Even in this split second capture, you can see the signals. Notice how the larger dog’s ears stand straight up, while the smaller head dog’s ears rest lower against his forehead.

To the untrained viewer, both of these animals will look equally aggressive. Both are probably going to be growling and baring their fangs but there is a drastic differences in body language.

The dominant aggressive animal will be looking straight in the eye. His stance will be tall, rigid and strong. His tail will likely either be standing straight up or pointed straight rearward. He will bearing his teeth, lips curled in preparation for a bite. This dog is ‘probably’ trying to tell you ‘This is My area. I don’t want you here. Get out Now!’

The submissive aggressive animal will probably be growling and bearing his fangs too, lips curled in preparation to bite, although his mouth will likely take a more ‘scrunched’ look. His body will be lower, back bent and tail either tucked or lower to the ground, though it can be straight out also. His ears will not stand up straight but likely be lower and rearward on his forehead. He likely will not be looking directly in the eyes but maintaining a sort of ‘sideways’ gaze.

Dogs will usually try to avoid direct eye contact with those they see as dominant or higher up in their ‘pack’ family hierarchal structure.

What are ‘Hackles’?

A strip of fur called dog’s hackles on a dog’s back will sometimes stand up when it is agitated. If you look at Grey wolves, their entire coats will stick straight out when they are feeling confrontational (can mean mock aggression or play also) making them look much larger and more intimidating than normal. Though it is a mere shadow of his predecessor, dog hackles are evidence of evolution.

Notice how the light colored wolves’ entire coat seems to stick straight out rather than a simple strip of fur on his back (like a dog). Also, see how the darker colored animal is lying on his back, exposing his neck and belly to the light colored wolf. Though the light colored wolf may look very frightening and dangerous, there will be no physical confrontation here and the darker animal is safe.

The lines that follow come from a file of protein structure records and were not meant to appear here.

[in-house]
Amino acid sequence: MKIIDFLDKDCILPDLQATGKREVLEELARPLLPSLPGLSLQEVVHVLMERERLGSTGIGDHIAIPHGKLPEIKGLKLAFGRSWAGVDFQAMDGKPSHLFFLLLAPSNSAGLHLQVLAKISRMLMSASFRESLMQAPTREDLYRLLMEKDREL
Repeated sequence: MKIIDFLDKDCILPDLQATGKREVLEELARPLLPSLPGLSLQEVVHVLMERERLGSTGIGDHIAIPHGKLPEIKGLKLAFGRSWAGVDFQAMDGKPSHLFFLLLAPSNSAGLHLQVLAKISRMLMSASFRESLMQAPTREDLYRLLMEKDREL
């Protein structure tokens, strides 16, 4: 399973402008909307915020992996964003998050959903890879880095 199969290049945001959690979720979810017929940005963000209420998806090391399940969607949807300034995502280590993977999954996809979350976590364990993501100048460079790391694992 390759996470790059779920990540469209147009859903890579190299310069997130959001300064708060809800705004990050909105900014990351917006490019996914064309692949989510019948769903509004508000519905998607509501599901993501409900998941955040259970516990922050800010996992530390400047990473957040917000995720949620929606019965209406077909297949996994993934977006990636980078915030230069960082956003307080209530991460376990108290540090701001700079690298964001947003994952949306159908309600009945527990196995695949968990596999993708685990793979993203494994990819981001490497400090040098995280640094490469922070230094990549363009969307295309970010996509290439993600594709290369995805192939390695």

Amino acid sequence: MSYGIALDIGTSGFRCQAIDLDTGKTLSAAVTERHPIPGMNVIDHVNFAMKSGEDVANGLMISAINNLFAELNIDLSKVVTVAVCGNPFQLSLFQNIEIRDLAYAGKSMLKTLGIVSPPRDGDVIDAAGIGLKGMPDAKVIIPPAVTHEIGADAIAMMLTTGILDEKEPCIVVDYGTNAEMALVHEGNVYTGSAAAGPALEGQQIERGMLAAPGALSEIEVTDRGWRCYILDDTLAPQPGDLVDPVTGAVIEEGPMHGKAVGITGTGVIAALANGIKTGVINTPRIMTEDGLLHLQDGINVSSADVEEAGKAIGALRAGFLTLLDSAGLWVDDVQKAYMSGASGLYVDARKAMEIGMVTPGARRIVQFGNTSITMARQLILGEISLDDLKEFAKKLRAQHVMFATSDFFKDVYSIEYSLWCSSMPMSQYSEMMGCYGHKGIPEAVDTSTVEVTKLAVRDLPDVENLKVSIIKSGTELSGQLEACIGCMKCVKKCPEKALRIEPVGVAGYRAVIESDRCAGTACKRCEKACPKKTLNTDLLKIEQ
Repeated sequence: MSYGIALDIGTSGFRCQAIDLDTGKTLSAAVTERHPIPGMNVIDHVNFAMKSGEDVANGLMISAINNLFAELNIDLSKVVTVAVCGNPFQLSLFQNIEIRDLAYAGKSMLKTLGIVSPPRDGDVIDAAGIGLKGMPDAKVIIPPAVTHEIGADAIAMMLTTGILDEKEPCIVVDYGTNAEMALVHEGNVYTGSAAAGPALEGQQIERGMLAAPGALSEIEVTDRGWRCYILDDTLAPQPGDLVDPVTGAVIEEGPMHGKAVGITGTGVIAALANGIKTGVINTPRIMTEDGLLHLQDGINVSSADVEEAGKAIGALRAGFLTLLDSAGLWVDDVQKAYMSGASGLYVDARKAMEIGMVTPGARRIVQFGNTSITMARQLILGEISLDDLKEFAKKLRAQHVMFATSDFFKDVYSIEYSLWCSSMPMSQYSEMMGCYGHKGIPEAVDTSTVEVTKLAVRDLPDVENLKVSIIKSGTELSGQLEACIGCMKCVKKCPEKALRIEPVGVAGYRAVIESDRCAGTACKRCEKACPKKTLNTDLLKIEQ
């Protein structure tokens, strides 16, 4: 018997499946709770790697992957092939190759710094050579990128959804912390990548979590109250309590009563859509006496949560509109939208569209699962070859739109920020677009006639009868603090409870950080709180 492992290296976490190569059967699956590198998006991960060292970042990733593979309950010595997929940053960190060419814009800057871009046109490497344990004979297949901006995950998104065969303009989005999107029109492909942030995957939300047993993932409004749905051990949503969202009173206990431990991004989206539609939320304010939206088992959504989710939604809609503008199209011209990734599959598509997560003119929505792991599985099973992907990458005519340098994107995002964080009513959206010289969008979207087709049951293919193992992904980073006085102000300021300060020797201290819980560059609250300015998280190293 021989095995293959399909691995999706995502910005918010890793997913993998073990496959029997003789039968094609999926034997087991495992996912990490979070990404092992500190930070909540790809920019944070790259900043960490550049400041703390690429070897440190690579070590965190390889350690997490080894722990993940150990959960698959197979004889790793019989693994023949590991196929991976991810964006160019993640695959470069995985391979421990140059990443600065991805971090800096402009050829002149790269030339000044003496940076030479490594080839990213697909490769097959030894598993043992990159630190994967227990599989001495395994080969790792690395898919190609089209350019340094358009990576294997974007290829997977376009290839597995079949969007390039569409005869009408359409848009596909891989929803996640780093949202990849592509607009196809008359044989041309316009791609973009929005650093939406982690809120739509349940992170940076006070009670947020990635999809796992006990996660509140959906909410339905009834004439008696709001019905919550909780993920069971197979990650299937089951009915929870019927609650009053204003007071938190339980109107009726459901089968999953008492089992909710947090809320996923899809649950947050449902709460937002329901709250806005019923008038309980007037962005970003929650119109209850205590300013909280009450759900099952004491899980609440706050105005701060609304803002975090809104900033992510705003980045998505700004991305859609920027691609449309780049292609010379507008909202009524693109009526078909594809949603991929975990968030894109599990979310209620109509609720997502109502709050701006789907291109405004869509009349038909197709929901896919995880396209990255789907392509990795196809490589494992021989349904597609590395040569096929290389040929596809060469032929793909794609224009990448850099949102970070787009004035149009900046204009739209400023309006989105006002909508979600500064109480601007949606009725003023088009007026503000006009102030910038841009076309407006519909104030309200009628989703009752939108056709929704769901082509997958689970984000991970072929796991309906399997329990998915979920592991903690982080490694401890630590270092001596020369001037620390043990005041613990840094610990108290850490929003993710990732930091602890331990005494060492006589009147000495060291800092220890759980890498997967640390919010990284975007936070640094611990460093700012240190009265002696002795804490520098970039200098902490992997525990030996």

Can you tell what the dog below is thinking?

The dog is probably feeling nervous, and wants either to be left alone or whatever it is looking at to leave its area.This dog could react unpredictably and there is a good chance he could bite in defense.

Importance of understanding dog body language

Strong Bond With Your Dog:

Understanding what your dog is saying is  crucial to having a healthy relationship with your canine friend. Your dog will trust you more when you response appropriately to their need and emotional state.

Dogs are often put into unnecessary stress when we miss the vital visual clues shown by the dogs. But if you are able to recognize these clues you can take actions to prevent health and behavioral problems that are caused by stress.

Other advantage of understanding dog body language is that you become better equip to make right decision for your dog. You are in better position to assess the situation and create coping environment for the dog.

Safe Environment

Understanding dog body language can prevent potential dog bites.Your dog might be in a emotional state where it feels that it has no other option than to bite.Dog bites can be dangerous and can also have legal and financial consequences for you if your dog bites your neighbors or strangers. Dogs are also put down if they have biting history.Being able to read dog body language will help you to recognize precursors of aggressive behavior. You can then distract your dog or redirect the dog away from the situation.